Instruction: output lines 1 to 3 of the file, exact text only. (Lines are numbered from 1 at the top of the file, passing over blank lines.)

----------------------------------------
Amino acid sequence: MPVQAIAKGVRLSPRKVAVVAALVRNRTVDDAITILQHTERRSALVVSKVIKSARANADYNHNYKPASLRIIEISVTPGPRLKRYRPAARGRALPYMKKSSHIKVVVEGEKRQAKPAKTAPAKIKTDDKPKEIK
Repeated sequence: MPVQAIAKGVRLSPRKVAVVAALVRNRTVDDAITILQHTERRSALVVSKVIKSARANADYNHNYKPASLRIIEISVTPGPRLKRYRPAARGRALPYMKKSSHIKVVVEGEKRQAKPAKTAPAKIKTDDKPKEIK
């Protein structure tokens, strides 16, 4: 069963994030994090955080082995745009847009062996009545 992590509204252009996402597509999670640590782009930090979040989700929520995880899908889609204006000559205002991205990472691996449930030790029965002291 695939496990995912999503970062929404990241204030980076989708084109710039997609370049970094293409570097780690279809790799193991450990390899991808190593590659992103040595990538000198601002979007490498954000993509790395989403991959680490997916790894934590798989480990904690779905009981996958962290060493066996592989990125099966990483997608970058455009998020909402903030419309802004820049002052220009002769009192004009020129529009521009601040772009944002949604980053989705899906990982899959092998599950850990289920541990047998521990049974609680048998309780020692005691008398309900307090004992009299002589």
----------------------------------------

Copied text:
Amino acid sequence: MPVQAIAKGVRLSPRKVAVVAALVRNRTVDDAITILQHTERRSALVVSKVIKSARANADYNHNYKPASLRIIEISVTPGPRLKRYRPAARGRALPYMKKSSHIKVVVEGEKRQAKPAKTAPAKIKTDDKPKEIK
Repeated sequence: MPVQAIAKGVRLSPRKVAVVAALVRNRTVDDAITILQHTERRSALVVSKVIKSARANADYNHNYKPASLRIIEISVTPGPRLKRYRPAARGRALPYMKKSSHIKVVVEGEKRQAKPAKTAPAKIKTDDKPKEIK
């Protein structure tokens, strides 16, 4: 069963994030994090955080082995745009847009062996009545 992590509204252009996402597509999670640590782009930090979040989700929520995880899908889609204006000559205002991205990472691996449930030790029965002291 695939496990995912999503970062929404990241204030980076989708084109710039997609370049970094293409570097780690279809790799193991450990390899991808190593590659992103040595990538000198601002979007490498954000993509790395989403991959680490997916790894934590798989480990904690779905009981996958962290060493066996592989990125099966990483997608970058455009998020909402903030419309802004820049002052220009002769009192004009020129529009521009601040772009944002949604980053989705899906990982899959092998599950850990289920541990047998521990049974609680048998309780020692005691008398309900307090004992009299002589």